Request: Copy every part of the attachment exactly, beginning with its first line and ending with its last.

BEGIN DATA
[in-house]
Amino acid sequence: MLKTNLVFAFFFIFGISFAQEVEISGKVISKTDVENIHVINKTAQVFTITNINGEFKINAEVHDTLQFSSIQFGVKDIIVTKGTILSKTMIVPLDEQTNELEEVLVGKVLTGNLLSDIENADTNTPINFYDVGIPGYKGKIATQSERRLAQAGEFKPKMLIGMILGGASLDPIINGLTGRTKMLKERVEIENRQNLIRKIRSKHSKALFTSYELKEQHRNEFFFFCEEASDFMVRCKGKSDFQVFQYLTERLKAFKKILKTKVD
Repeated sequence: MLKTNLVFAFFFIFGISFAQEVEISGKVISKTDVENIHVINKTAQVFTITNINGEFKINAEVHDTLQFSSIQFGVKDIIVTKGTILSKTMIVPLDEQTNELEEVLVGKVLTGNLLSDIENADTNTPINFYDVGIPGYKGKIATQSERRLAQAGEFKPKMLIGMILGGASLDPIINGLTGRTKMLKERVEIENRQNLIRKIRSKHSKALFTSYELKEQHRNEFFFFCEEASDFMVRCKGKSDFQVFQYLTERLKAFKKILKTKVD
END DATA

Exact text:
[in-house]
Amino acid sequence: MLKTNLVFAFFFIFGISFAQEVEISGKVISKTDVENIHVINKTAQVFTITNINGEFKINAEVHDTLQFSSIQFGVKDIIVTKGTILSKTMIVPLDEQTNELEEVLVGKVLTGNLLSDIENADTNTPINFYDVGIPGYKGKIATQSERRLAQAGEFKPKMLIGMILGGASLDPIINGLTGRTKMLKERVEIENRQNLIRKIRSKHSKALFTSYELKEQHRNEFFFFCEEASDFMVRCKGKSDFQVFQYLTERLKAFKKILKTKVD
Repeated sequence: MLKTNLVFAFFFIFGISFAQEVEISGKVISKTDVENIHVINKTAQVFTITNINGEFKINAEVHDTLQFSSIQFGVKDIIVTKGTILSKTMIVPLDEQTNELEEVLVGKVLTGNLLSDIENADTNTPINFYDVGIPGYKGKIATQSERRLAQAGEFKPKMLIGMILGGASLDPIINGLTGRTKMLKERVEIENRQNLIRKIRSKHSKALFTSYELKEQHRNEFFFFCEEASDFMVRCKGKSDFQVFQYLTERLKAFKKILKTKVD